Mediation Perspectives is a periodic blog entry that’s provided by the CSS’ Mediation Support Team and occasional guest authors. Each entry is designed to highlight the utility of mediation approaches in dealing with violent political conflicts. To keep up to date with the Mediation Support Team, you can sign up to their newsletter here.
The Women, Peace and Security (WPS) agenda has shown mixed results. While it is possible to report that some small gains in the number of women mediators in high-level positions are on their way, we are still at the beginning of a long journey. The growth of women mediators’ networks can be seen in this context. While these networks do seem to help professionalize women mediators and create linkages, they also face challenges. For example, these include issues related to the selection of mediators and the sustainability and linkages between networks. This blog explores the reasons for the growth of women mediators’ networks, and attempts a tentative analysis of where we stand in order to provide ideas for future efforts.
On the one hand, the UN Security Council has passed eight resolutions on this topic, including resolution 1325, and the UN Secretary-General (UNSG) is promoting mediation initiatives that are more inclusive. The UNSG’s newly appointed High-Level Advisory Board on Mediation is composed of an equal number of men and women, and he has recently appointed a woman, Christine Schraner Burgener, as his Special Envoy on Myanmar. We also see a general push all around the world to increase the participation of women and gender expertise in mediation processes at both the international and the local level.
On the other hand, in reality there is still a huge gap between the number of men and women involved in mediation efforts. Gender sensitive processes and agreements are still the exception rather than the rule. The collaboration and mutual understanding between peace practitioners and women rights’ groups remain challenging.
This has thus encouraged several stakeholders to look for new ways to bridge the gender gap and promote the WPS agenda. Following examples from Africa, in particular from the FemWise network, other regional networks and national initiatives have recently emerged, including the Women Platforms of Colombia. Three new networks of female mediators have also been created. These are the Network of Nordic Women Mediators (NWM) set up in 2015, the Mediterranean Women Mediators Network (MWMN), established in 2017, and the Women Mediation Network for the Commonwealth Countries (WMNCC), which will be launched formally in 2018. Several discussions are ongoing to set up other networks around the world, and Norway is planning to launch a global “network of networks” in 2019. Therefore, looking more closely at the rationale and setup of these three networks is timely. For this purpose, swisspeace has conducted a number of interviews with leading practitioners, who are members or have been involved in the creation of female mediators’ networks. The following outlines the insights shared by our interlocutors.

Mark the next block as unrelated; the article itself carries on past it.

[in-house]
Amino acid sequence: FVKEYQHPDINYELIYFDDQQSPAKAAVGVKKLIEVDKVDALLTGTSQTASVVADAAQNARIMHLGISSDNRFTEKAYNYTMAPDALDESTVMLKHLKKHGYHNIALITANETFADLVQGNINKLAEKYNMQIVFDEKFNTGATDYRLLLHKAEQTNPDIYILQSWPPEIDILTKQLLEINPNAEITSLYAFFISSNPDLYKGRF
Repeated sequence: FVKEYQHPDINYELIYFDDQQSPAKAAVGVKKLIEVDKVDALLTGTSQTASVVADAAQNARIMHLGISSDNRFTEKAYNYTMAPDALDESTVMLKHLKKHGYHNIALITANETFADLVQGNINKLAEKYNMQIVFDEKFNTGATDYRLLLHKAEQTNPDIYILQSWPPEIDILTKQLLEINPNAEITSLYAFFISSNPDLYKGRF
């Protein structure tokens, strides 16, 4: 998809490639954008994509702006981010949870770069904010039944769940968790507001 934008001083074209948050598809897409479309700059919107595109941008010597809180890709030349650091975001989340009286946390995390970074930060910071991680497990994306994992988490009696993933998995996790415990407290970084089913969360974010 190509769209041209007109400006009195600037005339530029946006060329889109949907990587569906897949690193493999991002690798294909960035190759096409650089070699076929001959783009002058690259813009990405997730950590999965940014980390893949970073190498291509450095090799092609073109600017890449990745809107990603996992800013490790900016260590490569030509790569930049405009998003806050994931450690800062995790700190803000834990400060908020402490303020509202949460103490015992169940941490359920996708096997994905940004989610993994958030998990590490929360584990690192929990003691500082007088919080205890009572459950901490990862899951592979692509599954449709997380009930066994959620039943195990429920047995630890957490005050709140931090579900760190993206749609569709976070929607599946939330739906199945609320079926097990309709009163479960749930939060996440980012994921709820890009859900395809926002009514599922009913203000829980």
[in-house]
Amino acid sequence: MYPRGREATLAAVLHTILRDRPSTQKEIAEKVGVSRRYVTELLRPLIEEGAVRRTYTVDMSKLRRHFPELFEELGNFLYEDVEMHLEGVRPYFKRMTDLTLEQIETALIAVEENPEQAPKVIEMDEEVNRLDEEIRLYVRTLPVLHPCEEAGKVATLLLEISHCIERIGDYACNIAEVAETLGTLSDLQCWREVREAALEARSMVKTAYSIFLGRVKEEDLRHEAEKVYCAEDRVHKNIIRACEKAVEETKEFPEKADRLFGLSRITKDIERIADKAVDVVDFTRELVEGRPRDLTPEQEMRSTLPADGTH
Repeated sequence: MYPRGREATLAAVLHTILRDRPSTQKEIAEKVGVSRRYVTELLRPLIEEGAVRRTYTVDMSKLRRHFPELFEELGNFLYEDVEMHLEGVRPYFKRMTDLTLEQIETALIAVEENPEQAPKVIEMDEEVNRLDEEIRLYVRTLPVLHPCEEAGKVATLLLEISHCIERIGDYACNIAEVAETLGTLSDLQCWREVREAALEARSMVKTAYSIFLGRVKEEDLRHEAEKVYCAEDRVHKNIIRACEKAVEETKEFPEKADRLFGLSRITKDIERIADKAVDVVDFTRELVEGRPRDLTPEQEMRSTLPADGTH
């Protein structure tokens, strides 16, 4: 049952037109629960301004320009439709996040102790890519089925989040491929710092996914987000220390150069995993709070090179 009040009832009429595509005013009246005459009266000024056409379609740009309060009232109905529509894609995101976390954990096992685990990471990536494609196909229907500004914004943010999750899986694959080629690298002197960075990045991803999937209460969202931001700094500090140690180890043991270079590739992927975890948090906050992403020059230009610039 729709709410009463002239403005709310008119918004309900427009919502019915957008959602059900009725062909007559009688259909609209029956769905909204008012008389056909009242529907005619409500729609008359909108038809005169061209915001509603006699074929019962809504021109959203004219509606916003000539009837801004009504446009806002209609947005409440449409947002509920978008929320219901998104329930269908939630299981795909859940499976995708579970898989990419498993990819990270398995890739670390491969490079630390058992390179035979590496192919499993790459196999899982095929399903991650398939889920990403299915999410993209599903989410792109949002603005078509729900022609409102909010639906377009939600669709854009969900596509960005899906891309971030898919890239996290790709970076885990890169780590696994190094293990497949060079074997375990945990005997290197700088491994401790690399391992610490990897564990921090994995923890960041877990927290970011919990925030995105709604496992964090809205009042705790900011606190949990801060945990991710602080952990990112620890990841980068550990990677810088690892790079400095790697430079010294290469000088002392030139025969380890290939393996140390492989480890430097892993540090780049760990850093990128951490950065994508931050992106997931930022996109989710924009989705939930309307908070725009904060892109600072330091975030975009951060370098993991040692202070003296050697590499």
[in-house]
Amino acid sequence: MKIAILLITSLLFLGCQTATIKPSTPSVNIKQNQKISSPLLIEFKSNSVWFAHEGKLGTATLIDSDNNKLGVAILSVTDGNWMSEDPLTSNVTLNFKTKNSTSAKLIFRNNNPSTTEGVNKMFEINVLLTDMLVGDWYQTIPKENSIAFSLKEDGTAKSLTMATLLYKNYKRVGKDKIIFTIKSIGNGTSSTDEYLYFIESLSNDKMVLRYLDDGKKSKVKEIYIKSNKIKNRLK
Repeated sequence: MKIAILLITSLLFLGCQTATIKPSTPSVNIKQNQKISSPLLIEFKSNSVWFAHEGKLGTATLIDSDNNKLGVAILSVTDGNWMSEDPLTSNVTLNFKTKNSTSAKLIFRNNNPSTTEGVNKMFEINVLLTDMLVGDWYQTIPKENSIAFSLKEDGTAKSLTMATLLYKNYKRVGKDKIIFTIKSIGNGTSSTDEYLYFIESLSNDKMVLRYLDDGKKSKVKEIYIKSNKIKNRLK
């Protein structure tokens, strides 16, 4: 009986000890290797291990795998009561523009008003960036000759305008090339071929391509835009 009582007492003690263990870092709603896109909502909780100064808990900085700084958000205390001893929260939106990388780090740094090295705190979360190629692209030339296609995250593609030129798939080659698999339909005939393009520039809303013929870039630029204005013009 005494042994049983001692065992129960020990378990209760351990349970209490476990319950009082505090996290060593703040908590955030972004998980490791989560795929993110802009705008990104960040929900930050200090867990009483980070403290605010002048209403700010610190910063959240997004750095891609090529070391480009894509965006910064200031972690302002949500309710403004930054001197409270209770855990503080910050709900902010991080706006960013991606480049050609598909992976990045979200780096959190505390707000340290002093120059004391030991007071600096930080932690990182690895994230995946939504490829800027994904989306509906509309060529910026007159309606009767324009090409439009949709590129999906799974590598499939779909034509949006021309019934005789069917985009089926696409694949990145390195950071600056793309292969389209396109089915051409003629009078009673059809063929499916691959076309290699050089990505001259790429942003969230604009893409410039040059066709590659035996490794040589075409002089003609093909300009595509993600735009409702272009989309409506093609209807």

Why have female mediators’ networks been created?
The still limited changes in terms of numbers of women in mediation processes as well as the lack of gender sensitiveness of processes and agreements are the key reasons behind the setting up of these mechanisms. Despite a strong normative framework, changes have indeed been very slow. Additionally, the current political environment seems conducive to the networks’ goal of pushing the WPS agenda forward. For instance, this is demonstrated by the Swedish feminist foreign policy and the commitment of the new UNSG to gender equality.
The network idea is also potentially a way to encourage better dialogue between the two schools of thoughts on WPS: the ‘normative approach’ (i.e. women are equal to men and thus it is their right to participate in peace processes in an equal manner) versus the ‘pragmatic approach’ (i.e. making better use of the capacities of half the population). Indeed, having members from different backgrounds encourages exchange, mutual understanding and advice. Additionally, it fosters concrete results on the ground.
Other factors that seem to have acted as a trigger include FemWise’s model and its impact in different contexts in Africa; female networks in other fields, like in the private sector, and how they are inspiring the peace field to test this option as a way to promote women at all levels; and the key need to have a pool of qualified female mediators that is ready to be deployed, so as to counter the argument that “there are no qualified women for the job”. The need for formal support systems and forums for exchange between women were also important reasons for setting up these mechanisms.
Finally, another possible explanation for the creation of women mediators’ networks is the increased focus on more teamwork in mediation, as opposed to the reliance on a “chief mediator” (be it a man or a woman) who is expected to solve all problems. In such teamwork efforts, organization happens through a combination of hierarchy and networking. Female mediators’ networks may therefore be an attempt at more collaborative forms of teamwork compared to the hierarchic, top-down approaches of patriarchic forms of organization.
What are the main objectives of these networks?
While each network is specific, they still have several common objectives. These include the following:
- to increase the number of women that are involved in international peace mediation efforts at all levels;
- to raise awareness of this topic nationally and internationally;
- to connect with and promote networks of women mediators in the Global South and;
- to contribute to more gender sensitive processes and agreements.
What opportunities do these networks offer?
The networks aim to provide a structural solution for promoting women at all levels of mediation processes through direct support to female mediators as well as through amplifying female voices and mainstreaming the WPS agenda. Then there is the power of linkages that networks can offer. For instance, they not only link members but also topics, tracks, sectors and information in a creative and efficient way, one that is often missing in peace processes.